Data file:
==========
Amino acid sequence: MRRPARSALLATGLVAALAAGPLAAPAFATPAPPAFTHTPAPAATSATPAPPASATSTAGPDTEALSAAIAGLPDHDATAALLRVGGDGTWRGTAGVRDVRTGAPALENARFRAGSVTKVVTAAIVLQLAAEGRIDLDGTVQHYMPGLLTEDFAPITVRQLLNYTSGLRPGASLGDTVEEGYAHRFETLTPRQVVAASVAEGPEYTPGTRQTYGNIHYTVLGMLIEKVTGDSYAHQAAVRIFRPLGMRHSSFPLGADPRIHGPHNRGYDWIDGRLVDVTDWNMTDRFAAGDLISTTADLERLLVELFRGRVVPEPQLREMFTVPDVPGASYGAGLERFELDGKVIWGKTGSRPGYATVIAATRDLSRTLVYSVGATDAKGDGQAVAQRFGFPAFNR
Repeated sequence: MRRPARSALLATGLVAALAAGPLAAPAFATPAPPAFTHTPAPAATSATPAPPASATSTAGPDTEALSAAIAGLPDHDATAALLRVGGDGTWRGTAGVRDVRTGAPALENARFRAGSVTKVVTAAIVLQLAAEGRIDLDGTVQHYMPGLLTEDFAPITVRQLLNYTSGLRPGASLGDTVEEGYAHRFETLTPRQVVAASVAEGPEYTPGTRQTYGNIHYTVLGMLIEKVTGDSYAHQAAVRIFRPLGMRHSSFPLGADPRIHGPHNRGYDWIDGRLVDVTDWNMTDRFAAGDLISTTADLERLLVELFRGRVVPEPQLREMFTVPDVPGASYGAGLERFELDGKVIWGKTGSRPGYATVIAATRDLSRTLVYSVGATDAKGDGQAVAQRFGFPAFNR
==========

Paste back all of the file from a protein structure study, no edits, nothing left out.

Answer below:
Amino acid sequence: MRRPARSALLATGLVAALAAGPLAAPAFATPAPPAFTHTPAPAATSATPAPPASATSTAGPDTEALSAAIAGLPDHDATAALLRVGGDGTWRGTAGVRDVRTGAPALENARFRAGSVTKVVTAAIVLQLAAEGRIDLDGTVQHYMPGLLTEDFAPITVRQLLNYTSGLRPGASLGDTVEEGYAHRFETLTPRQVVAASVAEGPEYTPGTRQTYGNIHYTVLGMLIEKVTGDSYAHQAAVRIFRPLGMRHSSFPLGADPRIHGPHNRGYDWIDGRLVDVTDWNMTDRFAAGDLISTTADLERLLVELFRGRVVPEPQLREMFTVPDVPGASYGAGLERFELDGKVIWGKTGSRPGYATVIAATRDLSRTLVYSVGATDAKGDGQAVAQRFGFPAFNR
Repeated sequence: MRRPARSALLATGLVAALAAGPLAAPAFATPAPPAFTHTPAPAATSATPAPPASATSTAGPDTEALSAAIAGLPDHDATAALLRVGGDGTWRGTAGVRDVRTGAPALENARFRAGSVTKVVTAAIVLQLAAEGRIDLDGTVQHYMPGLLTEDFAPITVRQLLNYTSGLRPGASLGDTVEEGYAHRFETLTPRQVVAASVAEGPEYTPGTRQTYGNIHYTVLGMLIEKVTGDSYAHQAAVRIFRPLGMRHSSFPLGADPRIHGPHNRGYDWIDGRLVDVTDWNMTDRFAAGDLISTTADLERLLVELFRGRVVPEPQLREMFTVPDVPGASYGAGLERFELDGKVIWGKTGSRPGYATVIAATRDLSRTLVYSVGATDAKGDGQAVAQRFGFPAFNR